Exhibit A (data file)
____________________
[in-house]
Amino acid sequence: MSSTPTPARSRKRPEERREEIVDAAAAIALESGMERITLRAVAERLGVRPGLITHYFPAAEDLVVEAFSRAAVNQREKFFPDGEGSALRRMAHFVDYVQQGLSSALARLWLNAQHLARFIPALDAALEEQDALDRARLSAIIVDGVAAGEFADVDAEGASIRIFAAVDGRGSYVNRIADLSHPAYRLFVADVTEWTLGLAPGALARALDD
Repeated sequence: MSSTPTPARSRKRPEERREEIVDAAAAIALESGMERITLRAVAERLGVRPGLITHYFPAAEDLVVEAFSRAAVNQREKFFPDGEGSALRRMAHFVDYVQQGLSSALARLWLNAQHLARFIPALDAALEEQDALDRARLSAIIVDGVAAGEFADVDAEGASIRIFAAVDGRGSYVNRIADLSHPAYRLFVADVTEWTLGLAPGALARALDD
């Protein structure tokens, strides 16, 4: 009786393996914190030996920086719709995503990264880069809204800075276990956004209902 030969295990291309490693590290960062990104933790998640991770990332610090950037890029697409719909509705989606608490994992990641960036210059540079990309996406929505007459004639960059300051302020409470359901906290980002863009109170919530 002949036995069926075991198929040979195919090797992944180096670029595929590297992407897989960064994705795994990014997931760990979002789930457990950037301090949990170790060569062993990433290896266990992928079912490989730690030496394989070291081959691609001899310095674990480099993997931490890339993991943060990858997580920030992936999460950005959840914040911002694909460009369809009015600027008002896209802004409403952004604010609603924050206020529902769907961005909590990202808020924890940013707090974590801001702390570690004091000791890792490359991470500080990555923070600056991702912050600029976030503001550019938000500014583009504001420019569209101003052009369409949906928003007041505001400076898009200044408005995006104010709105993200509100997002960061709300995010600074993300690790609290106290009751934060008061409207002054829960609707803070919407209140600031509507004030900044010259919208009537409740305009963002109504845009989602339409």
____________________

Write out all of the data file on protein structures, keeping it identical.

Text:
[in-house]
Amino acid sequence: MSSTPTPARSRKRPEERREEIVDAAAAIALESGMERITLRAVAERLGVRPGLITHYFPAAEDLVVEAFSRAAVNQREKFFPDGEGSALRRMAHFVDYVQQGLSSALARLWLNAQHLARFIPALDAALEEQDALDRARLSAIIVDGVAAGEFADVDAEGASIRIFAAVDGRGSYVNRIADLSHPAYRLFVADVTEWTLGLAPGALARALDD
Repeated sequence: MSSTPTPARSRKRPEERREEIVDAAAAIALESGMERITLRAVAERLGVRPGLITHYFPAAEDLVVEAFSRAAVNQREKFFPDGEGSALRRMAHFVDYVQQGLSSALARLWLNAQHLARFIPALDAALEEQDALDRARLSAIIVDGVAAGEFADVDAEGASIRIFAAVDGRGSYVNRIADLSHPAYRLFVADVTEWTLGLAPGALARALDD
């Protein structure tokens, strides 16, 4: 009786393996914190030996920086719709995503990264880069809204800075276990956004209902 030969295990291309490693590290960062990104933790998640991770990332610090950037890029697409719909509705989606608490994992990641960036210059540079990309996406929505007459004639960059300051302020409470359901906290980002863009109170919530 002949036995069926075991198929040979195919090797992944180096670029595929590297992407897989960064994705795994990014997931760990979002789930457990950037301090949990170790060569062993990433290896266990992928079912490989730690030496394989070291081959691609001899310095674990480099993997931490890339993991943060990858997580920030992936999460950005959840914040911002694909460009369809009015600027008002896209802004409403952004604010609603924050206020529902769907961005909590990202808020924890940013707090974590801001702390570690004091000791890792490359991470500080990555923070600056991702912050600029976030503001550019938000500014583009504001420019569209101003052009369409949906928003007041505001400076898009200044408005995006104010709105993200509100997002960061709300995010600074993300690790609290106290009751934060008061409207002054829960609707803070919407209140600031509507004030900044010259919208009537409740305009963002109504845009989602339409």